The Devil Inside



Scene Title The Devil Inside
Synopsis Devil inside / The devil inside / Every single one of us / The devil inside
Date August 27, 2019

A long time ago there was a campsite located just off of Reed Road on the northern edge of the New Jersey Pine Barrens. Families would come here, bringing their trailers and their plastic frisbees, their dogs and cooking grills, and they'd settle up by Timberland Lake under the summer sun. That was before the bomb, before the fallout spread southwest from Manhattan, before the evacuation of Jersey City, before the riots, the camps, the war.

That was then.

Tall and old pine trees grow up close to the shore of Timberland Lake where the gutted remains of campers have sat in decay for close to a decade. The rusting frames of these mobile homes are covered in deadfallen branches and buried in pine needles and sticky pitch. Cinderblocks form a mostly intact ring around a small firepit, the only source of light in the summer night. The flames and smoke of the pine boughs keep the mosquitoes at bay.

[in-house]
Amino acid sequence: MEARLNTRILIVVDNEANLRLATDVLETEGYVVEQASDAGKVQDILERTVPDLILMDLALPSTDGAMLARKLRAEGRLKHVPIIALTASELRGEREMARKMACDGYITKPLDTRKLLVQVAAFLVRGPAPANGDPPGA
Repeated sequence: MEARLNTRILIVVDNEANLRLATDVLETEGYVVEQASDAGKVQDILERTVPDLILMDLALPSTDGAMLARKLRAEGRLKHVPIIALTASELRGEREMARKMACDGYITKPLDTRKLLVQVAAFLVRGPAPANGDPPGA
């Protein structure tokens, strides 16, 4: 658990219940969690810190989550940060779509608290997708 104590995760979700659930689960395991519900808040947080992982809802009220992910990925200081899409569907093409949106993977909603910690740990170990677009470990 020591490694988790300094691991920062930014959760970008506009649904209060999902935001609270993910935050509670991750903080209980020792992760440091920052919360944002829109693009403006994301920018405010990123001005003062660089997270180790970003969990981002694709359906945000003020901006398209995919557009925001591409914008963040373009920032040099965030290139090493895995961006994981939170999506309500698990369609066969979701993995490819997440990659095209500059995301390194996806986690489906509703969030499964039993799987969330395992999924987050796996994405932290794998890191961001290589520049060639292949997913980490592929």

Most of them.

"Sit closer to the fire." Noah Bennet never took Claire camping, he has no experience with it. The man behind those horn-rimmed glasses has no such experiences either, just the memory of expensive trips out to Cape Cod in the height of summer. Firelight reflects in Noah's glasses, drawing the attention of gold eyes that match the firelight. They move to inspect the flame, then, small hands grab the metal frame of an old camping chair and scoot it forward, closer to the fire. "Not too close," Noah warns, and she hesitates, cautiously reaching out a hand toward the fire as if to touch it, but then slowly recoils.